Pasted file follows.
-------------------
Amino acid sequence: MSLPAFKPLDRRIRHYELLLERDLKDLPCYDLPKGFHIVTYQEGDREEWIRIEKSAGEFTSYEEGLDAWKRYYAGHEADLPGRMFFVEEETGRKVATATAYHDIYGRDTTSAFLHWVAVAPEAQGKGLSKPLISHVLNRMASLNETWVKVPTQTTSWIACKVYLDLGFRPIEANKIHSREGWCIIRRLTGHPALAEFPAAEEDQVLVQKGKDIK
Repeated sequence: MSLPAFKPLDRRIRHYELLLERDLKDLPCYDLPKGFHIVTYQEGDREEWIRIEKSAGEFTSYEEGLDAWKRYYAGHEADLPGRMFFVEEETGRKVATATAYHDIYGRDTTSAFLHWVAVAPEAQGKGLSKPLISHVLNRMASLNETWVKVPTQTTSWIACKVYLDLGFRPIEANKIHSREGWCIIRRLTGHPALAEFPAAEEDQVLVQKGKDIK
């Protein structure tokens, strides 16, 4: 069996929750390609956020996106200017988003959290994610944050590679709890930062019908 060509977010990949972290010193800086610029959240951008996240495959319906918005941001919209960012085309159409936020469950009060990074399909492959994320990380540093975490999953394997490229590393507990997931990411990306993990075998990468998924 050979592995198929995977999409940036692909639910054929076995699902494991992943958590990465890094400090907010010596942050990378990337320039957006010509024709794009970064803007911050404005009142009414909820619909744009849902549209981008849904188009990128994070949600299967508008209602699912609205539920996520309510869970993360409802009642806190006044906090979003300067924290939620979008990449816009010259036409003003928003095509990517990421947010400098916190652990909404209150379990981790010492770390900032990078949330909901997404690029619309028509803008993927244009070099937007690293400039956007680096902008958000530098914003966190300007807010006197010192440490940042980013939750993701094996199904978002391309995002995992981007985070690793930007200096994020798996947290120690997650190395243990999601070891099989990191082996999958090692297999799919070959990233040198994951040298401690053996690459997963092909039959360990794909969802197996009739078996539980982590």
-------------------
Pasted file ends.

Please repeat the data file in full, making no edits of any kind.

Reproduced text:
Amino acid sequence: MSLPAFKPLDRRIRHYELLLERDLKDLPCYDLPKGFHIVTYQEGDREEWIRIEKSAGEFTSYEEGLDAWKRYYAGHEADLPGRMFFVEEETGRKVATATAYHDIYGRDTTSAFLHWVAVAPEAQGKGLSKPLISHVLNRMASLNETWVKVPTQTTSWIACKVYLDLGFRPIEANKIHSREGWCIIRRLTGHPALAEFPAAEEDQVLVQKGKDIK
Repeated sequence: MSLPAFKPLDRRIRHYELLLERDLKDLPCYDLPKGFHIVTYQEGDREEWIRIEKSAGEFTSYEEGLDAWKRYYAGHEADLPGRMFFVEEETGRKVATATAYHDIYGRDTTSAFLHWVAVAPEAQGKGLSKPLISHVLNRMASLNETWVKVPTQTTSWIACKVYLDLGFRPIEANKIHSREGWCIIRRLTGHPALAEFPAAEEDQVLVQKGKDIK
């Protein structure tokens, strides 16, 4: 069996929750390609956020996106200017988003959290994610944050590679709890930062019908 060509977010990949972290010193800086610029959240951008996240495959319906918005941001919209960012085309159409936020469950009060990074399909492959994320990380540093975490999953394997490229590393507990997931990411990306993990075998990468998924 050979592995198929995977999409940036692909639910054929076995699902494991992943958590990465890094400090907010010596942050990378990337320039957006010509024709794009970064803007911050404005009142009414909820619909744009849902549209981008849904188009990128994070949600299967508008209602699912609205539920996520309510869970993360409802009642806190006044906090979003300067924290939620979008990449816009010259036409003003928003095509990517990421947010400098916190652990909404209150379990981790010492770390900032990078949330909901997404690029619309028509803008993927244009070099937007690293400039956007680096902008958000530098914003966190300007807010006197010192440490940042980013939750993701094996199904978002391309995002995992981007985070690793930007200096994020798996947290120690997650190395243990999601070891099989990191082996999958090692297999799919070959990233040198994951040298401690053996690459997963092909039959360990794909969802197996009739078996539980982590």